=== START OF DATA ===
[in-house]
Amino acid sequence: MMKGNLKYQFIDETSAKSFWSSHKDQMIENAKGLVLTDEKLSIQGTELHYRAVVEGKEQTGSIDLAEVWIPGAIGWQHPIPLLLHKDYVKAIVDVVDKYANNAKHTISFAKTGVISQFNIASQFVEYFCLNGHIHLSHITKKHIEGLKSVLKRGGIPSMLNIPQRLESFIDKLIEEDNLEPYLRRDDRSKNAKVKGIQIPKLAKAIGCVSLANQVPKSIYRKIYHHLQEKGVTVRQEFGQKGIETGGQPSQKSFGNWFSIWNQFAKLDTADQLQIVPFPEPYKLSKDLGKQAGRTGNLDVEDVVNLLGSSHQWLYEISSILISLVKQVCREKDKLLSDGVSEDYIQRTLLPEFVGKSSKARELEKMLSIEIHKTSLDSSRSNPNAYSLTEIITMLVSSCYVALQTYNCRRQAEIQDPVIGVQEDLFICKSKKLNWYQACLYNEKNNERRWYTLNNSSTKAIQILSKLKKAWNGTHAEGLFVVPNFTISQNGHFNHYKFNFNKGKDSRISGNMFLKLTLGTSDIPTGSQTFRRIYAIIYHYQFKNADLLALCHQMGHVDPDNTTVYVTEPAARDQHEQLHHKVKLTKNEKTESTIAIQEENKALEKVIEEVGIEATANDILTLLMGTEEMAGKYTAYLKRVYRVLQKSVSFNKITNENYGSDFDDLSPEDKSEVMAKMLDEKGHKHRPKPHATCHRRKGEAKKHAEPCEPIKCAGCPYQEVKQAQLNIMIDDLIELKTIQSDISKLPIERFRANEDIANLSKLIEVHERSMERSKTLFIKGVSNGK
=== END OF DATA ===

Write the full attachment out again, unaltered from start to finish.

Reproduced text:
[in-house]
Amino acid sequence: MMKGNLKYQFIDETSAKSFWSSHKDQMIENAKGLVLTDEKLSIQGTELHYRAVVEGKEQTGSIDLAEVWIPGAIGWQHPIPLLLHKDYVKAIVDVVDKYANNAKHTISFAKTGVISQFNIASQFVEYFCLNGHIHLSHITKKHIEGLKSVLKRGGIPSMLNIPQRLESFIDKLIEEDNLEPYLRRDDRSKNAKVKGIQIPKLAKAIGCVSLANQVPKSIYRKIYHHLQEKGVTVRQEFGQKGIETGGQPSQKSFGNWFSIWNQFAKLDTADQLQIVPFPEPYKLSKDLGKQAGRTGNLDVEDVVNLLGSSHQWLYEISSILISLVKQVCREKDKLLSDGVSEDYIQRTLLPEFVGKSSKARELEKMLSIEIHKTSLDSSRSNPNAYSLTEIITMLVSSCYVALQTYNCRRQAEIQDPVIGVQEDLFICKSKKLNWYQACLYNEKNNERRWYTLNNSSTKAIQILSKLKKAWNGTHAEGLFVVPNFTISQNGHFNHYKFNFNKGKDSRISGNMFLKLTLGTSDIPTGSQTFRRIYAIIYHYQFKNADLLALCHQMGHVDPDNTTVYVTEPAARDQHEQLHHKVKLTKNEKTESTIAIQEENKALEKVIEEVGIEATANDILTLLMGTEEMAGKYTAYLKRVYRVLQKSVSFNKITNENYGSDFDDLSPEDKSEVMAKMLDEKGHKHRPKPHATCHRRKGEAKKHAEPCEPIKCAGCPYQEVKQAQLNIMIDDLIELKTIQSDISKLPIERFRANEDIANLSKLIEVHERSMERSKTLFIKGVSNGK